FCA Dear CEO to Wholesale Brokers: your checklist

After the global financial crisis the FCA was left no choice but to put all its focus and efforts on the banking sector. While FCA spent some time on sectors new to FCA regulation such as consumer credit, the majority of non-banking firms have had limited attention and focus from the FCA over the past decade.


Regulatory attention does make a difference. In April 2019 FCA expressed concerns that wholesale broking firms had not kept pace with regulatory change and expectations. FCA felt that its own interventions were more often driving improvements than firms’ own initiatives. That’s commensurate with the increase in private warnings FCA has been issuing.


FCA has given wholesale brokers until March 2021 to get up to date. After this FCA intends to update the risks it sees in the sector and adjust its supervisory approach. We can take that as code for start making more enforcement referrals if they don’t see improvements.


When FCA does its follow up work, FCA will expect to see that you have made improvements in four mains areas:



1. Governance and Culture


FCA is expecting your implementation of SMCR to drive changes to both your governance as well as culture. To some extent this will happen organically as your Senior Manager Function (SMF) holders and non-SMF members of senior management agree who is responsible for what.


Handoffs are the crucial element of those discussions about responsibilities. When can one senior manager rely on the other senior manager?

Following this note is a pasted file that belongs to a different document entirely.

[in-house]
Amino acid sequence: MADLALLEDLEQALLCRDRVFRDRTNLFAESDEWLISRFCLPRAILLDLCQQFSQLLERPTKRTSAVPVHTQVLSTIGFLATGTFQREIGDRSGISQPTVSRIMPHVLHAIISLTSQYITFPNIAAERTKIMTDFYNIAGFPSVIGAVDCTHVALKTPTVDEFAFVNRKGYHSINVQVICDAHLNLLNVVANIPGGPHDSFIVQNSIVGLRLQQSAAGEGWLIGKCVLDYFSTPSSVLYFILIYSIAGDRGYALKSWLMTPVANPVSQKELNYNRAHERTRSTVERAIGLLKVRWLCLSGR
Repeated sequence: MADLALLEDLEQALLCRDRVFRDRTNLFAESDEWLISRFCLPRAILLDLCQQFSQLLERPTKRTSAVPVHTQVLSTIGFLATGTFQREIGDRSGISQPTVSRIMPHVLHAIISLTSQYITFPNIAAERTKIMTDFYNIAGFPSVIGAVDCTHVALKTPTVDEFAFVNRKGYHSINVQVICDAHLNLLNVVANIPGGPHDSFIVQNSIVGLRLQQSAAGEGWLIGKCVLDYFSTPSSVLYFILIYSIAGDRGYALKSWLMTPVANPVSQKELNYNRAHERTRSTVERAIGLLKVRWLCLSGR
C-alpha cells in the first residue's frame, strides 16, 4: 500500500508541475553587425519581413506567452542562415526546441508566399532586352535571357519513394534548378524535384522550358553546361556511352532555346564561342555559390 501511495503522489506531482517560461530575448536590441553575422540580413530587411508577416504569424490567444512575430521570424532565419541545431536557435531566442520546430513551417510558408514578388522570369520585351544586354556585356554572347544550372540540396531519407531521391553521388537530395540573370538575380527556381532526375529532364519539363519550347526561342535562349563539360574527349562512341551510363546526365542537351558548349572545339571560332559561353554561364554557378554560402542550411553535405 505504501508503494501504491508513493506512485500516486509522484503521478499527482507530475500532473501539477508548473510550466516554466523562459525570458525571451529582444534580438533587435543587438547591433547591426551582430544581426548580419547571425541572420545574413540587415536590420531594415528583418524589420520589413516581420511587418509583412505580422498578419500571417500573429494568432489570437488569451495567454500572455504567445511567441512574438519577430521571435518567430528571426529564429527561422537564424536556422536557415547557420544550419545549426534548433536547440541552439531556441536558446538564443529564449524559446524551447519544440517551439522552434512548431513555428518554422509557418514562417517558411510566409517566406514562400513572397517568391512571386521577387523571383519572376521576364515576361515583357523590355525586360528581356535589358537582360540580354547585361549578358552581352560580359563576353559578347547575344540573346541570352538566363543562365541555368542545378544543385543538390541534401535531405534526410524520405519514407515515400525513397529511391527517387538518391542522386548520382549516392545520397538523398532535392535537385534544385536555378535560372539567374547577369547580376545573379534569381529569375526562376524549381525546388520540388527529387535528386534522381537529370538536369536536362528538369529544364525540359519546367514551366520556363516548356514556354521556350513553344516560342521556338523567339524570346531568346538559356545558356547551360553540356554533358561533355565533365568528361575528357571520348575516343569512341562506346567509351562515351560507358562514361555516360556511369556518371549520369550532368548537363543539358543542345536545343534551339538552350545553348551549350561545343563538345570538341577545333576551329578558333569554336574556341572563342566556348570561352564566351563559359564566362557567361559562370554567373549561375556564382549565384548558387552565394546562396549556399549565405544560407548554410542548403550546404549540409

These conversations are especially thorny when it comes to relying on support areas such as HR and Operations. It is worth it, the outcomes will drive a clarity in your senior managers that will lead to a cleaner structure with clear reporting lines and stronger escalation routes.


FCA is expecting you to be reviewing the integrity and competence of staff through your annual fit and proper assessment. You will need to evidence how you are bringing people up to the right level both in terms of integrity as well as competence.


These assessments cannot stop with the individuals for whom SMCR requires you to conduct an annual F&P assessment. Also consider those individuals within the conduct rules. How will you evidence your annual assessment of their competence which you are required to carry out under the competent employees’ rule.


Many firms think that their annual appraisal covers this off but now that so many of us are using systems for appraisals this is drifting into a tick box against objectives.


You need qualitative content and, more importantly show actions informing the subsequent year’s training and development plan. FCA has told me that if you have specific staff not passing training courses, they will challenge you if those people should be certified.


For conduct rules staff the pragmatic solution is to include a conduct assessment as part of the annual appraisal. Sure, you can ask “have you complied with the firm’s policies and procedures” – tick. But neither you nor the individuals in your business can afford to leave it at that tick. The conduct assessment must include qualitative comments and measures.



2. Compensation and Incentives


FCA expects you to have already aligned risk and reward in individual’s compensation packages. This means no one should be on a commission only contract any more.


It means that for those people whose packages include an element of variable compensation you need to use that variable element to support positive behaviours and a strong conduct culture. This goes back to getting the right qualitative observations and examples as part of the annual appraisal.